Each book in this series is a self guided historical walk through Annandale. Each walk explores the people and construction of Annandale. Each book covers two decades of Annandales History a hundred years apart. The first book in the series, 1890s Annandale: A Short Walk, covers the 1790s and 1890s.
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Annandale's Great War: A Short Walk | Douglas Grant | The Fitzpatrick Brothers | 36th Battalion | Wireless Miller Brothers | End of the Great War | Trains, Sound, Film and Industry | Beale Pianos | Electricity | 1920s Annandale: A Short Walk
In 1915, the New South Wales Minister for Public Information and member for Leichhardt Campbell Carmichael ran a recruiting drive which resulted in the formation of the 9th Brigade comprising the 33rd, 34th, 35th and 36th Battalions.
In October 1917, Carmichael was wounded, for the second time. The fighting on the Western Front took a heavy toll. Without reinforcements from Australia, the 36th battalion was disbanded on 30th April 1918 and the surviving men were assigned to the other three battalions of the 9th Brigade.
Returning to Sydney, the Leichhardt MP raised a second “Carmichael's thousand”.
On the 25th May, the reinforcements were entertained at the Sydney Town Hall at a function organised by the National Rifle Association and 36th Battalion Comforts Committee. Premier Holman presented Carmichael with a Yarran boomerang inscribed with the Brewarrina District's Aboriginal word, Thynulungatha (come back here).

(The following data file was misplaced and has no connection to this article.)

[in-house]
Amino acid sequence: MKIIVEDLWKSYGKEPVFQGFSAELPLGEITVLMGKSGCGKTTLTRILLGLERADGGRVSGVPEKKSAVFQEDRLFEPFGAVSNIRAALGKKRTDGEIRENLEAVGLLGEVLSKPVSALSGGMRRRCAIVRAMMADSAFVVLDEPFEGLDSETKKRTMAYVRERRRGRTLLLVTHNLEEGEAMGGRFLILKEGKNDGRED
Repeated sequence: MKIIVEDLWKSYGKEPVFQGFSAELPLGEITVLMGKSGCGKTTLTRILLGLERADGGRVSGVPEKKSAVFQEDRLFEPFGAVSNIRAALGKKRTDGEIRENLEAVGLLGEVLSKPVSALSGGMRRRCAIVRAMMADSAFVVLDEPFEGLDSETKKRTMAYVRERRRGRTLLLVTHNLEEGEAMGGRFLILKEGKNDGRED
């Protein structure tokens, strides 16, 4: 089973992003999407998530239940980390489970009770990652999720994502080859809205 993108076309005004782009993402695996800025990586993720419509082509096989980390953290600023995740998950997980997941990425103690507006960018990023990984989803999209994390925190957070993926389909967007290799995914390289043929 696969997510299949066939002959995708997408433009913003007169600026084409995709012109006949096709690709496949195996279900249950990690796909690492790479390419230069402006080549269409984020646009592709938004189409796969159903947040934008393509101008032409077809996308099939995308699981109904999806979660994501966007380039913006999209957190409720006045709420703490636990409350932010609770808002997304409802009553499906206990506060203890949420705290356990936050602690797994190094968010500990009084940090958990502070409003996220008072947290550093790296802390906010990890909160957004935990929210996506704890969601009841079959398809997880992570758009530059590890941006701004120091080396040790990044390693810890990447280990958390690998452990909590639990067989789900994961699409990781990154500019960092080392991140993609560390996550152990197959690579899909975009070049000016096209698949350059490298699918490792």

The 36th Battalion was raised at Broadmeadow (Newcastle) in February 1916. Its ranks were filled with men from Rifle clubs who responded to Carmichael's call. Carmichael himself signed up as a Captain in the Battalion.
By the time Carmichael arrived in France, with his reinforcements, the war was winding up and he returned to Australia.
Messines, 1917; Ypres, 1917; Polygon Wood, Broodseinde, Poelcappelle, Passchendaele, Somme, 1918; Avre, France and Flanders,1916-18
Captain Carmichael attended a fund raising Heroes Fair at the corner of Johnston Street and Parramatta Road in 1919.
In the post war allocation of war trophies, the Annandale borough was allocated a heavy machine gun. The gun had been captured by the 36th Battalion at Flanders in 1917.
The 36th Battalion was raised again in 1921, as a part-time Citizens Force unit, with its Boer war name of St George's English Rifle Regiment.
Marghanita da Cruz, August 2014
Author of Annandale's Great War: A Short Walk
This page www.ramin.com.au/annandale/36thbattalion.shtml last update 18 September 2014.